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Town Hall Survey Shows Overwhelming Support for Training Local Workers for Local Jobs
Cincinnati, OH (February 4, 2014) – 7,212 people joined a Telephone Town Hall last night to learn about the urgent need for the Hamilton County Commission to let the work begin replacing the city’s failing water systems, under the City's recently upheld Responsible Bidder Ordinance, which holds all contractors accountable for apprenticeship training that helps build a skilled, safe workforce. Build 513 Coalition Founder Robert Richardson hosted the call with speakers that included Cincinnati Councilman Wendell Young, Ohio State Representative Denise Driehaus and other worker and environmental advocates.
"The County is holding up Metropolitan Sewer District projects, which are critical to keeping our rivers clean and our community safe," Richardson said on the call. "Those trying to undo the ordinance are just doing the bidding of unscrupulous contractors, such as those in the Associate Builders and Contractors, whose mission is to drive down wages and training standards in order to increase their profits – even if it burdens ratepayers with costly fines and rate hikes and threatens our water."
During the town hall, Cincinnati area residents had the chance to ask questions and take part in several survey questions. When asked whether or not "all contractors should be held accountable for training workers for local jobs," a huge majority of those who responded, 93%, voted in favor. In addition, 91% of survey participants said they would be willing to add their signature to an open letter urging County Commissioners to release the funds, already signed by Councilman Chris Seelbach and Councilman Wendell Young.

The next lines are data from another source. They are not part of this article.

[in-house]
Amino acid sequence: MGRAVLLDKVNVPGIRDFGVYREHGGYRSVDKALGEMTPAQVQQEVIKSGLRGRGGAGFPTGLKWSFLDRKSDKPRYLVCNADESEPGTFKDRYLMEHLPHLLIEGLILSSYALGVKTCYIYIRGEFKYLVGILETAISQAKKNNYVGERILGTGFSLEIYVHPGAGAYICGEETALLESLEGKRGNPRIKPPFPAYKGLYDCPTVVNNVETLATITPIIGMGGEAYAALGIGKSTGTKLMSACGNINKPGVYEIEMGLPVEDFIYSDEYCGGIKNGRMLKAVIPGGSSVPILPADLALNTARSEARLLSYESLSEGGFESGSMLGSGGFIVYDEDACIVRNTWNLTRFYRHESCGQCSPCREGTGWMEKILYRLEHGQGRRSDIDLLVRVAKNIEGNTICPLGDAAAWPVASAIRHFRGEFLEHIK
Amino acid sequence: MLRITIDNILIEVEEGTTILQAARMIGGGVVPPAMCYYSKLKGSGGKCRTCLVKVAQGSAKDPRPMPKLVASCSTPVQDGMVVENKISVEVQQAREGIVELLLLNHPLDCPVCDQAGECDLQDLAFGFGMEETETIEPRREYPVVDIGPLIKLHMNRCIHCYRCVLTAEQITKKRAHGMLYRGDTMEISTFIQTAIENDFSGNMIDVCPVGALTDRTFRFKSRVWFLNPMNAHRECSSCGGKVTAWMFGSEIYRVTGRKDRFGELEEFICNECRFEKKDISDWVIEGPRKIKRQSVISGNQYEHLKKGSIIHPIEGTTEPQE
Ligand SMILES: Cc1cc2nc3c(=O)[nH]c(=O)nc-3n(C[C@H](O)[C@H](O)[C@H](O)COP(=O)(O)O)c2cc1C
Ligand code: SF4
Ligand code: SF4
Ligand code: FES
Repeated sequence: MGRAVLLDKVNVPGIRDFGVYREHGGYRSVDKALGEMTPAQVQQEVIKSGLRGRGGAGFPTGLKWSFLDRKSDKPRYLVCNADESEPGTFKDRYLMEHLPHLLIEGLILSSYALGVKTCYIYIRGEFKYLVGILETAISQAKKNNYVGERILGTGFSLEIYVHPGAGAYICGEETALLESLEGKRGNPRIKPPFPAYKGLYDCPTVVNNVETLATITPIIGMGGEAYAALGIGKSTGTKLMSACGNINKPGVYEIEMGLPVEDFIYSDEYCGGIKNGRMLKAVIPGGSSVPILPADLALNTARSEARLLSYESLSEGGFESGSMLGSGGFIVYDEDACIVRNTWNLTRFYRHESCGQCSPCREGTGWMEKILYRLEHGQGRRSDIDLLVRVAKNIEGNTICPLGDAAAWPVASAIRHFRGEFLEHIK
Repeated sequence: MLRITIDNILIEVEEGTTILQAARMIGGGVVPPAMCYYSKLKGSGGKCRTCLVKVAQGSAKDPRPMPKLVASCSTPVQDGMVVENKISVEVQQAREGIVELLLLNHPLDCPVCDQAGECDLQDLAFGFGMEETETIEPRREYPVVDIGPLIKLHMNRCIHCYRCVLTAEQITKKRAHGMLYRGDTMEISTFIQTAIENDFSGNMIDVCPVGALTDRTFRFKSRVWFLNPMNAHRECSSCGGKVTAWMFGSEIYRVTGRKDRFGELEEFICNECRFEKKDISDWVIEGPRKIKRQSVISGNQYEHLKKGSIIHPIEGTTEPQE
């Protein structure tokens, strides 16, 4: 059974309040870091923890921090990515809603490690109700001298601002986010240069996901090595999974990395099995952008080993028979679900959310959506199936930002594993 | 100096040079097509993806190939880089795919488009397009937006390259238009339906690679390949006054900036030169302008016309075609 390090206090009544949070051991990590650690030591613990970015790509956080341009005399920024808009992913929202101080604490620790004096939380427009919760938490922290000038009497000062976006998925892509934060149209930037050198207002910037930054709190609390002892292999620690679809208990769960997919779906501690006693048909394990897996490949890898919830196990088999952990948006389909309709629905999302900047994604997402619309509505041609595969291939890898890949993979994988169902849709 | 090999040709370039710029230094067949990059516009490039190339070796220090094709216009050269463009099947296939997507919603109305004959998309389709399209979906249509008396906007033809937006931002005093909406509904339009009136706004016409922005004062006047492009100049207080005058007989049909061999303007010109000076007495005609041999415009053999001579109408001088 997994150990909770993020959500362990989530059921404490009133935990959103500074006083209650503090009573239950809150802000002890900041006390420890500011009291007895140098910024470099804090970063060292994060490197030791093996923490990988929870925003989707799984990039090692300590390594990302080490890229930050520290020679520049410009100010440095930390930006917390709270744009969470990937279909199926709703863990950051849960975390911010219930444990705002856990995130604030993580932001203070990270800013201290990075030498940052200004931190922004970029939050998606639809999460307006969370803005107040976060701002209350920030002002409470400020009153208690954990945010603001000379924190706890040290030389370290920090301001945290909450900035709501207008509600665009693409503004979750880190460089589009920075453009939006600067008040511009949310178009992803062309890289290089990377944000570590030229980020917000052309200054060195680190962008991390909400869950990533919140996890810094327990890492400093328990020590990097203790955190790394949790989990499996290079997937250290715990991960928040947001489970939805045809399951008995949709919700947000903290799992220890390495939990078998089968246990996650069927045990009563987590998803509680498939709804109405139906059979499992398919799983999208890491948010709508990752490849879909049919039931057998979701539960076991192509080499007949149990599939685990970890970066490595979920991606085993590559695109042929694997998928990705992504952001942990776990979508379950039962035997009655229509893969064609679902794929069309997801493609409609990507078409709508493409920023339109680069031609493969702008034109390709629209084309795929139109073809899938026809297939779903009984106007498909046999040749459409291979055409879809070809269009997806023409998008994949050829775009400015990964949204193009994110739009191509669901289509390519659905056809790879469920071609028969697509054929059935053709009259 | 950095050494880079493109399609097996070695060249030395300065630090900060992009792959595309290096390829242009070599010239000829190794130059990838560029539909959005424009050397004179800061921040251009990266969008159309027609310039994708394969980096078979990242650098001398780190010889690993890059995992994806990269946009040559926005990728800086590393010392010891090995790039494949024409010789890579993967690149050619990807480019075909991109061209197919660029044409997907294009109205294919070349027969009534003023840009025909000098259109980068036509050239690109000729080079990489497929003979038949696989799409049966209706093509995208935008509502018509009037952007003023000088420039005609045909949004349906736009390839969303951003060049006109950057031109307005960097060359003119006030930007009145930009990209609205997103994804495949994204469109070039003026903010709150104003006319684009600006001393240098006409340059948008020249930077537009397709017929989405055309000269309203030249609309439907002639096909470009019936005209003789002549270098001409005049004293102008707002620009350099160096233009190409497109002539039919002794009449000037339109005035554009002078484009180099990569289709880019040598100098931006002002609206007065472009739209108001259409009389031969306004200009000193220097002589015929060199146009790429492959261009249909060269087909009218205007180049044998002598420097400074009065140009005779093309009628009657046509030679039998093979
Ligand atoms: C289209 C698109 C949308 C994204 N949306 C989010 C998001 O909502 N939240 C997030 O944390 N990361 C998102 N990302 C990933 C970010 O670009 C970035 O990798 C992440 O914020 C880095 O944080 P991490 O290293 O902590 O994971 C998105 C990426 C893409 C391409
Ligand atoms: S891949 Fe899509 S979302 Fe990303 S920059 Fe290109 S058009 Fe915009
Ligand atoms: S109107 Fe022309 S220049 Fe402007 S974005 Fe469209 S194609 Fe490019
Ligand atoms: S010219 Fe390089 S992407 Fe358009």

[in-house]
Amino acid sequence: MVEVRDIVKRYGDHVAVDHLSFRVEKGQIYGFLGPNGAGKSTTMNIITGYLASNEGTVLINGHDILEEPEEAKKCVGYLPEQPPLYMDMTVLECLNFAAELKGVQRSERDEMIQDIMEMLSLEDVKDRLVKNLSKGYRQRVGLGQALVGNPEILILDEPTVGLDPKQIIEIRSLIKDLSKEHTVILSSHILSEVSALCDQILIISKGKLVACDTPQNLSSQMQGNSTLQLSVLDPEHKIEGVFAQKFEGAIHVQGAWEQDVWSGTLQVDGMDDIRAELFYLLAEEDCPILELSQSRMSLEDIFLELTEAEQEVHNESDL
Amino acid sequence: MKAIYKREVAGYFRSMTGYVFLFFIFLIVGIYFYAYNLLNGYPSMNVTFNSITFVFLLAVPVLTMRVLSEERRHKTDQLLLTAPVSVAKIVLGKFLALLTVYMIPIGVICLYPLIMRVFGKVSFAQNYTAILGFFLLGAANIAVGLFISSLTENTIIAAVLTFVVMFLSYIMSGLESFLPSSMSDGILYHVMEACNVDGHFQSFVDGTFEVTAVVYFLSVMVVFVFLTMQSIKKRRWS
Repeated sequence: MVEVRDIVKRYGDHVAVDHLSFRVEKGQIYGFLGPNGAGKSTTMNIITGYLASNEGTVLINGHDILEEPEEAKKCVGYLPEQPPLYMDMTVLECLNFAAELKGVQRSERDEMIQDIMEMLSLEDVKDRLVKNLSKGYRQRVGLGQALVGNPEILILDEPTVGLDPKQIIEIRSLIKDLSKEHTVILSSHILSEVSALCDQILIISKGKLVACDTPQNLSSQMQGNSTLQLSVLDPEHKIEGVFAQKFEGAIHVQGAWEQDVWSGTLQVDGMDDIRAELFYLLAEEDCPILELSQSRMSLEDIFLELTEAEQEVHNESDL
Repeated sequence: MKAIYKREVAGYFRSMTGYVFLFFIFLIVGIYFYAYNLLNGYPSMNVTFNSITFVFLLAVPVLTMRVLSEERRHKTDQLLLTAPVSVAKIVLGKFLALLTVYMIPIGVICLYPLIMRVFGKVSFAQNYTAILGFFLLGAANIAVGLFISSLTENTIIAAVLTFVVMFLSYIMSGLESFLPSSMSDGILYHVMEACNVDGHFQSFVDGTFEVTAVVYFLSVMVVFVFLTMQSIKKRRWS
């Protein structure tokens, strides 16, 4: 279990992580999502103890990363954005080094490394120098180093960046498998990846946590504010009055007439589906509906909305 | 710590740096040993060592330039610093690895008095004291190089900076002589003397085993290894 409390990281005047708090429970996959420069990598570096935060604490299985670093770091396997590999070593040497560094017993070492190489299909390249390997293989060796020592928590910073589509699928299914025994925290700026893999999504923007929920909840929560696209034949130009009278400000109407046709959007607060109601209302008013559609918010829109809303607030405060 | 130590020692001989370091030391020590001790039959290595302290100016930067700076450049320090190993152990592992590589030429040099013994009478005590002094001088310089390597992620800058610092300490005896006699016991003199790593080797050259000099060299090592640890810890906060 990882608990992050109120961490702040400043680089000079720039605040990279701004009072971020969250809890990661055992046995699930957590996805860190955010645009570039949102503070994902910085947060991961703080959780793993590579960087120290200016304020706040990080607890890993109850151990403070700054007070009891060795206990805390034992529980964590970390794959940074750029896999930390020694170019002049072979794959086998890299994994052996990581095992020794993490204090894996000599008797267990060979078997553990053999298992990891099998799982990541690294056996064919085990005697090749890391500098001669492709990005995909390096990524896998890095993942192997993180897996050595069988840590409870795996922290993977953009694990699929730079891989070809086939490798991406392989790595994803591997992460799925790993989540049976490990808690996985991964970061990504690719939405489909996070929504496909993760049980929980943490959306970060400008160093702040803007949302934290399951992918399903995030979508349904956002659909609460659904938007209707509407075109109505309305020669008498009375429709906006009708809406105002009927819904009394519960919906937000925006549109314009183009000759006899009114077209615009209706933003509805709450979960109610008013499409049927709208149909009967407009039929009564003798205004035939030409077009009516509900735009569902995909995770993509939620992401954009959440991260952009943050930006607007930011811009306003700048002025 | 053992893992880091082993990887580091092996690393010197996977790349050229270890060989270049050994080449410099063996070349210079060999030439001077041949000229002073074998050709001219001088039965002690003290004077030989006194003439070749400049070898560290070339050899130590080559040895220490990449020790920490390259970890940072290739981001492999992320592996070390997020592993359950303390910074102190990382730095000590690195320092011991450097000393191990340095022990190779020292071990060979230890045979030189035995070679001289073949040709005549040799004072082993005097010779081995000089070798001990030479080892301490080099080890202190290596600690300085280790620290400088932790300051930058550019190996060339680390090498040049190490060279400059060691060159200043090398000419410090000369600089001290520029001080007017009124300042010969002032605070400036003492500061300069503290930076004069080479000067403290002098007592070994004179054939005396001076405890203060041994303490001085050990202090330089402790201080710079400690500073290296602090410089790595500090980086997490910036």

Young, who was on the call, highlighted the value of having proven pre-apprenticeship training programs in place. "Releasing the funding for these projects will allow clean water and good jobs to flow into our community," he continued. "These projects also have a huge potential to help people get the skills they need to maintain a career with an actual certificate that they can take with them, much like a college degree after the job ends to offer future employers."
Council members Young and Yvette Simpson are expected to be on-hand, along with Richardson, several church ministers and environmental advocates, for a rally Wednesday morning outside the Hamilton County Commission meeting to show Commissioners their support for letting the work begin. As of this month, taxpayers could now be in jeopardy of paying costly fines for the County's failure to meet EPA deadlines. City Councilman Charlie Winburn recently warned that the federal government could impose a $1,500 fine every day the County fails to release the funds.
Richardson is now turning to the voters to make his case, adding "we urge you to add your name to our petition urging the County Commission to put aside threats of frivolous litigation, release the funds now and let the work begin."
Voters can sign the letter by visiting the online petition at bit.ly/lettheworkbegin.